A PAIR of care workers who ill-treated a vulnerable mental health patient leaving him with serious injuries have been jailed for more than three years.

Scott Geeson, 28, lashed out and kicked the 44-year-old man whilst working at Cambian Fairview Hospital, Mile End Road, Colchester, back in 2016.

Lelish Shercan, 27, was also on duty and should have been looking after the patient, who suffered severe mental health problems and had learning difficulties.

Geeson, of Winnock Road, Colchester, and Shercan, of Circus Square Colchester, admitted ill-treating or wilfully neglecting a person without capacity on the day of their trial earlier this month.

Prosecutor Richard Kelly told the court the victim suffered “serious injuries” in the assault.

He was found with fractured ribs and a punctured lung after an encounter with the pair in his room. He has since made a full physical recovery and has been moved to another care home. Cambian no longer runs the facility.

A charge of grievous bodily harm against the pair will lie on file.

Jake Taylor, mitigating on behalf of Geeson, said his client did not accept he had caused all of the injuries.

He said: “Around this time his mother had become very unwell and passed away. Factors built up and resulted in a man lashing out against someone who he otherwise had a good relationship with.”

Shercan was educated in Nepal and his father is a member of the Royal Gurkha Regiment.

Sean Hammond, mitigating on behalf of Shercan, said he was at risk of deportation from the country if he was sent straight to custody.

He said: “The way he behaved on this occasion is completely out of character. He deeply regrets the suffering caused to the victim and his family and wants to offer his sincere apologies.”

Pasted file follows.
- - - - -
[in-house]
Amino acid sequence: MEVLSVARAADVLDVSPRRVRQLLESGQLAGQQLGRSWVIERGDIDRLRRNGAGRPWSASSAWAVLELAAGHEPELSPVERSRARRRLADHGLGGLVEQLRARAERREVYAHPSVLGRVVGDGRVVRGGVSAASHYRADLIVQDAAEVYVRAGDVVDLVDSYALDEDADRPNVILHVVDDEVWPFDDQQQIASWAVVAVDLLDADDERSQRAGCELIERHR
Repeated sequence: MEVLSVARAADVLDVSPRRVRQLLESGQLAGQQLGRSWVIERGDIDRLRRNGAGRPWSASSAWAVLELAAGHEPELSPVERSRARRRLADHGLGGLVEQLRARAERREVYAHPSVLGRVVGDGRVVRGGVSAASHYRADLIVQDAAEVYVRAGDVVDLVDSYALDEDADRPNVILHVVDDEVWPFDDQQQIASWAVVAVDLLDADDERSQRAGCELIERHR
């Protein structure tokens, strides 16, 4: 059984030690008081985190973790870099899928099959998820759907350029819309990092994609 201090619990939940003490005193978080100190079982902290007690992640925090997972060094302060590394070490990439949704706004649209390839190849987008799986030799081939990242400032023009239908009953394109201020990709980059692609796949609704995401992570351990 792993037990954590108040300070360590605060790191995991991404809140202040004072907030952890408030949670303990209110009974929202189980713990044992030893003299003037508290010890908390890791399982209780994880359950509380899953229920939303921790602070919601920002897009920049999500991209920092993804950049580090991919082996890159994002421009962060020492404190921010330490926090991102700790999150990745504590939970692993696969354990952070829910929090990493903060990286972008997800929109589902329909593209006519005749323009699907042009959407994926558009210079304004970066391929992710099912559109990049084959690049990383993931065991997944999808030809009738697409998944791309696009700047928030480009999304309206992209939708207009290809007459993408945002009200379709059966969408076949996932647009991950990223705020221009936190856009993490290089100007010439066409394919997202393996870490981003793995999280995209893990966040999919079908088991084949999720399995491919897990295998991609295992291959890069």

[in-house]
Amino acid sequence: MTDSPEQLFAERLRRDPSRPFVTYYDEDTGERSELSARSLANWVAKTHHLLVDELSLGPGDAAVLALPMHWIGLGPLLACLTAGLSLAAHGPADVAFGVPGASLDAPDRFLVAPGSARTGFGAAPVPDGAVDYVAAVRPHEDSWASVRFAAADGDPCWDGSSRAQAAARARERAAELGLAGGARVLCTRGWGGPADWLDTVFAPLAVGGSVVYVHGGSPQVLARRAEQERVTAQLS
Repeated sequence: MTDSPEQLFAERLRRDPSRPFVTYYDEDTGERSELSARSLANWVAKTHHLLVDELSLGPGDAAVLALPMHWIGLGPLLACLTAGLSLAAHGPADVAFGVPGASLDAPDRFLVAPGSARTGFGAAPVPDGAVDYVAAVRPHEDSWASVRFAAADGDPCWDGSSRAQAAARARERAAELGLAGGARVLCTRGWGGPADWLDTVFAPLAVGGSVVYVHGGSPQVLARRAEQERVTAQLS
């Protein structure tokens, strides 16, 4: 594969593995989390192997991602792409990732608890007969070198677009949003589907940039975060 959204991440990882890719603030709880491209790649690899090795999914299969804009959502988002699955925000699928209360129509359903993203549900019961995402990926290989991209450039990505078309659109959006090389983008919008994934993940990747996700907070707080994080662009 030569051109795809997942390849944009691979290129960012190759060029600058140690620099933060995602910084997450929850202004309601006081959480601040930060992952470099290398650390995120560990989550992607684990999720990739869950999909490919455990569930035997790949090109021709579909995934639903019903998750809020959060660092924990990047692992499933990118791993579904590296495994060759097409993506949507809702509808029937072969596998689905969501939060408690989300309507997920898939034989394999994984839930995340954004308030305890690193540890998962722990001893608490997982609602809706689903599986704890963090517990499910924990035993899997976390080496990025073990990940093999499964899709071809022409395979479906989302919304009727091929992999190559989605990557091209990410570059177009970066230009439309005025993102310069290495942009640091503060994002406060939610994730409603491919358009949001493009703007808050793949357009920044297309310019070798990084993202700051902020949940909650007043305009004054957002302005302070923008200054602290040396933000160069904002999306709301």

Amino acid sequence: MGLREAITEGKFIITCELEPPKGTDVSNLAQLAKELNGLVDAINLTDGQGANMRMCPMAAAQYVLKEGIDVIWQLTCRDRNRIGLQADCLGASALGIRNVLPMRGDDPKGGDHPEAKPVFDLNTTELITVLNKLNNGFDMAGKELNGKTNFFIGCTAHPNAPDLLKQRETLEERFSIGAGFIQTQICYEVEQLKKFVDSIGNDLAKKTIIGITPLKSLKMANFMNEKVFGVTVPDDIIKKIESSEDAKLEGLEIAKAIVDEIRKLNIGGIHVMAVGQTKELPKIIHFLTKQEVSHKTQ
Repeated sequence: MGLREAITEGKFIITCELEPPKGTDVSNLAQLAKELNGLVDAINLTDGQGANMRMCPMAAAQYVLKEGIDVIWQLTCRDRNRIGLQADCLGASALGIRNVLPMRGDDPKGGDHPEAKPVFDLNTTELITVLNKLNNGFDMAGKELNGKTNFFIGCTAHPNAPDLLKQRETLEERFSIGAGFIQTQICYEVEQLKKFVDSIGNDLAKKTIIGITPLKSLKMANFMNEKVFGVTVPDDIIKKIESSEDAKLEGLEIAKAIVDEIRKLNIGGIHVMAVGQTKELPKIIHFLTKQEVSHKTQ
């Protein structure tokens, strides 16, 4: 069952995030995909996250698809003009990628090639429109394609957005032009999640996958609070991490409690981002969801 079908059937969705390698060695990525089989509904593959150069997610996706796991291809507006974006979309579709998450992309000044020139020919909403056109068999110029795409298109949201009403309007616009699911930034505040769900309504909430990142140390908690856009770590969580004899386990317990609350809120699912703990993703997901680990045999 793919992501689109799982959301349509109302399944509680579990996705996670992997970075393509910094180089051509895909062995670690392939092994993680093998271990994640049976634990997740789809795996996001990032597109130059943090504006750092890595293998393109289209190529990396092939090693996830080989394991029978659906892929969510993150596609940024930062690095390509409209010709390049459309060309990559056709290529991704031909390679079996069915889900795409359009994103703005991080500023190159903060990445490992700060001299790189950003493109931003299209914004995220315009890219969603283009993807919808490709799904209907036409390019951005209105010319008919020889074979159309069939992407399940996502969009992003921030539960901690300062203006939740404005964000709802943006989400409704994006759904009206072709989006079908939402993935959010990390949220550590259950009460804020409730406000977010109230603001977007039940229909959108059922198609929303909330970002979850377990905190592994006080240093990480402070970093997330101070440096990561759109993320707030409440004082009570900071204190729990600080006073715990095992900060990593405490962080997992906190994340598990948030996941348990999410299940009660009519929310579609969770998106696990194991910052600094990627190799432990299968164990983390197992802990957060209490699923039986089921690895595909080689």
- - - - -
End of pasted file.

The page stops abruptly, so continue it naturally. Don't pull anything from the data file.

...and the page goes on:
Judge John Devaux jailed Geeson for 21 months and Shercan for 16 months. Shercan’s sentence will be suspended for two years.

Det Cons Tim Harris said: “It has taken more than three years to see justice for this extremely vulnerable victim. The people who should have cared for him were those who betrayed and mistreated him – their behaviour was vile and completely unacceptable.

“I hope that the other workers, who have supported us fully throughout this investigation and raised the alarm when they recognised the victim’s injuries, realise how instrumental they were in the outcome of this case.

“Speaking out against colleagues, even when they’ve done something wrong, can be incredibly difficult. Their bravery has made a real difference to someone who could not speak for themselves. By standing up, they’ve given him a voice and allowed Shercan and Geeson to be brought to justice.

“This case was complex and harrowing for everyone involved in the investigation, but it has highlighted one thing – we need whistle blowers now more than ever. If that’s you, come forward and call us. You never know what impact it could have.”